The controversial approval last month by the state Department of Pesticide Regulation (DPR) of a highly toxic chemical for use on California strawberry fields and fruit orchards has sparked a lawsuit by farmworkers and environmentalist seeking to overturn its regulation.
Plaintiffs argue that the DPR fast-tracked the review of methyl iodide, a state-listed carcinogen whose fate as a farm input was to be decided after the state’s budget crisis was brought under control. Furthermore, they allege the state then invoked an emergency regulation to illegally circumvent mandated public hearings.
The issue lies with those living and working next to areas where fumigants are used said Susan Kegley, a consulting scientist for Pesticide Action Network North America (PANNA) – one of five organizations that filed the lawsuit last week in Alameda County Superior Court.
According to a PANNA press release:
“Methyl iodide causes late term miscarriages, contaminates groundwater and is so reliably carcinogenic that it’s used to create cancer cells in laboratories. It is included in California’s Proposition 65 list of ‘chemicals known to cause cancer.’ The pesticide poses the most direct risks to farm workers and neighboring communities because of the volume that would be applied to fields and its tendency to drift off site through the air.”
Approved by the EPA in 2007, methyl iodide was illegal in California until DPR officials completed their own risk assessment of the pesticide weeks ago. It was meant to replace methyl bromide, an ozone-depleting pesticide that is being phased out under international treaty.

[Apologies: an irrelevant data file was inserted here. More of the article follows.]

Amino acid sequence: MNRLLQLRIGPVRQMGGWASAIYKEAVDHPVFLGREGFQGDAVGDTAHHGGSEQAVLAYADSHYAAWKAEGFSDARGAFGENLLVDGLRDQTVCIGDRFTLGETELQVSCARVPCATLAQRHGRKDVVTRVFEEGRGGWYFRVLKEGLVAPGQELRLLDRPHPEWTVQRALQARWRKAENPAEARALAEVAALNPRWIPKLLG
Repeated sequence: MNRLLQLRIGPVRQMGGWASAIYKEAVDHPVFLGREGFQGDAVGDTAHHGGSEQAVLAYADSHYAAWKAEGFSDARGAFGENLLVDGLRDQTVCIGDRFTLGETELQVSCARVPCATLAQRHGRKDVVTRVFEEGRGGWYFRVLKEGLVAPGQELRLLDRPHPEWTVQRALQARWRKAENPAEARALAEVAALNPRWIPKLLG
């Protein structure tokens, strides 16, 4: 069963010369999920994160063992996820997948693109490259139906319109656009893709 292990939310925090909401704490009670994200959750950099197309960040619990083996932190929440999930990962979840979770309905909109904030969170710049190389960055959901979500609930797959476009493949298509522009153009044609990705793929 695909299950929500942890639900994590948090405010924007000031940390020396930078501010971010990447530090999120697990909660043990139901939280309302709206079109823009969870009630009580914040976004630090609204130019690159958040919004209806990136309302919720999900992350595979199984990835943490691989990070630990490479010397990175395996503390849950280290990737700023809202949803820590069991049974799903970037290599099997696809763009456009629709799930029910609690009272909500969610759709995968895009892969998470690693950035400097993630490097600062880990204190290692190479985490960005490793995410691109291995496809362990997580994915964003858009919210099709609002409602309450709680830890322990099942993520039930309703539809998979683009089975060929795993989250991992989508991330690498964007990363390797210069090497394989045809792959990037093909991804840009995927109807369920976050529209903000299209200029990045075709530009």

Although the DPR’s own scientific panel concluded that there is overwhelming evidence against any possible safe agricultural use of the fumigant, regulators say special restrictions on its use will mitigate any poisoning side effects to farm hands, their families and those who eat the food produced from methyl iodide-treated soils.
“Methyl iodide is the most evaluated pesticide (in) the Department of Pesticide Regulation’s history,” claims department spokeswoman Lea Brooks. “DPR’s evaluation determined methyl iodide can be used safely under its toughest-in-the-nation health-protective measures, including stricter buffer zones, more groundwater protections, reduced application rates and stronger protections for workers.”
A scientific review committee studied the chemical last February and expressed disbelief that methyl iodide was even being considered for use on farms.
“Based on the data available, we know that methyl iodide is a highly toxic chemical and we expect that any anticipated scenario for the agricultural or structural fumigation use of this agent would result in exposures to a large number of the public and thus would have a significant adverse impact on the public health,” wrote the panel of scientists in their report.
According to the Contra Costa Times:
“The new state regulations require larger buffer zones that federal regulators required. Pesticide applicators in California will have to use nearly impermeable tarps to cover fields after methyl iodide is applied, among other restrictions.”
Even so, the potential of methyl iodide to contaminate groundwater is high say scientists.
Though research has inferred a causal link, Kegley says there is no reliable data on methyl iodide and cancer in humans. Speaking to the L.A. Times, Kegley said “This would be a first, and we Californians would be the guinea pigs in that experiment.”
Only those with a permit from a county agricultural commissioner are authorized to use methyl iodide.